The Five Languages of Love

Your spouse comes home and gives you flowers, but what you really want is help with the dishes. Your teenager claims you don’t love them, even though you just took them shopping.

Love is often thought of as a feeling that just exists between people that are supposed to love each other. Sometimes love can be easy, but other times we and our loved ones don’t feel heard, seen, appreciated or even loved. Why is this?

Gary Chapman, New York Times best selling author, writes about ‘The Five Languages of Love’. He believes that each of us express love and receives love in five distinct languages. Knowing which to use can be helpful in communication love to another person. It can also help us know which language speaks to us.

Words of affirmation can be expressed through compliments (verbal appreciation) and/or through encouragement.

Simple compliments like “you look beautiful in that color” or “your spaghetti is awesome” can go a long way. They let the other person know they are seen, valued and appreciated.

Encouragement can be offered by noticing progress, effort, unique and/or special qualities and by reassuring another in difficult circumstance.

Quality of time is about focusing ALL of your energy on the other person. This means no multi-tasking. Quality of time includes quality of conversation and quality of activities.

Quality of conversation involves sharing experiences, thoughts, feelings, desires and disappointments without interruption. When listening, the object is not to problem-solve, but to be an engaged and sympathetic listener. (If you do have a solution to the other person’s problem, go ahead and mention it, but make sure problem solving doesn’t become your objective.)

Quality of activities is spending time with the other person doing activities that they enjoy.

Some people respond to visual symbols of love. They often treasure gifts or material objects as expressions of love and devotion.

These gifts do not have to be expensive and do not need to happen every day or even every week. To ensure “good gift giving” try to think of things the other person likes (colors, types and so on). Remember that you are investing in the person, not the object.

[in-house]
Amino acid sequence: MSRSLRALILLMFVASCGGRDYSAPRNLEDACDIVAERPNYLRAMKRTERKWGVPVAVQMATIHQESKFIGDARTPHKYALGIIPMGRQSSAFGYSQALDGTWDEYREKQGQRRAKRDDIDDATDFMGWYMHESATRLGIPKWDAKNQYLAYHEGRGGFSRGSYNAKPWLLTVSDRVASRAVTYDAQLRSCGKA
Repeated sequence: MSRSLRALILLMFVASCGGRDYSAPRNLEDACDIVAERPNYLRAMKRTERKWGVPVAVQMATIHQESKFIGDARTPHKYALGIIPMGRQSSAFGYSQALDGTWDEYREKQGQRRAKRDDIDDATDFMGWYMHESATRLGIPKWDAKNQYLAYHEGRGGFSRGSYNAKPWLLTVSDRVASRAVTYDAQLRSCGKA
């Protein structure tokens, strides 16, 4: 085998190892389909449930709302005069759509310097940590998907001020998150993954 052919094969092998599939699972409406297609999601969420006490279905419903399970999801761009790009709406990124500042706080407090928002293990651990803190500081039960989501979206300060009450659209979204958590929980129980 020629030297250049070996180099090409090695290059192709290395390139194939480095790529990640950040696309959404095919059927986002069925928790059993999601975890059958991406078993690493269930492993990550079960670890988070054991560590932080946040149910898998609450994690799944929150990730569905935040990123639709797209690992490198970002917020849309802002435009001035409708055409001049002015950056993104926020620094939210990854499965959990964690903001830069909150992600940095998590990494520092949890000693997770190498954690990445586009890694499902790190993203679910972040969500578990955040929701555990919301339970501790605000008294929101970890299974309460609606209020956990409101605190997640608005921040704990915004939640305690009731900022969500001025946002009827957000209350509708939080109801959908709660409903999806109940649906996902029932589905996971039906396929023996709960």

This language of love involves doing things for the person. It often involves simple chores like doing the dishes or picking up groceries. In this language it is important to understand which acts of service are valued. For example, one person could value taking out the garbage, but the other person values washing the dishes. Acts of service should not be done out of obligation, but as a way to speak the other person’s language of love.

This language is about receiving physical contact or touch. It is important to understand how and where the person likes to be touched because we all enjoy different forms.

For spouses or partners, sex is often included in physical touch but it is not limited to this. Simple gestures like stroking the other person’s hair or touching their cheek can go a long way. For mates who speaking this language loudly, physical contact can make or break a relationship.

– Each person can have more than one language that speaks to them.
– We often give love in the way we like to receive love. So if acts of service is your primary way of feeling loved don’t assume that it works for your spouse or child. You need to find out what their special language is.

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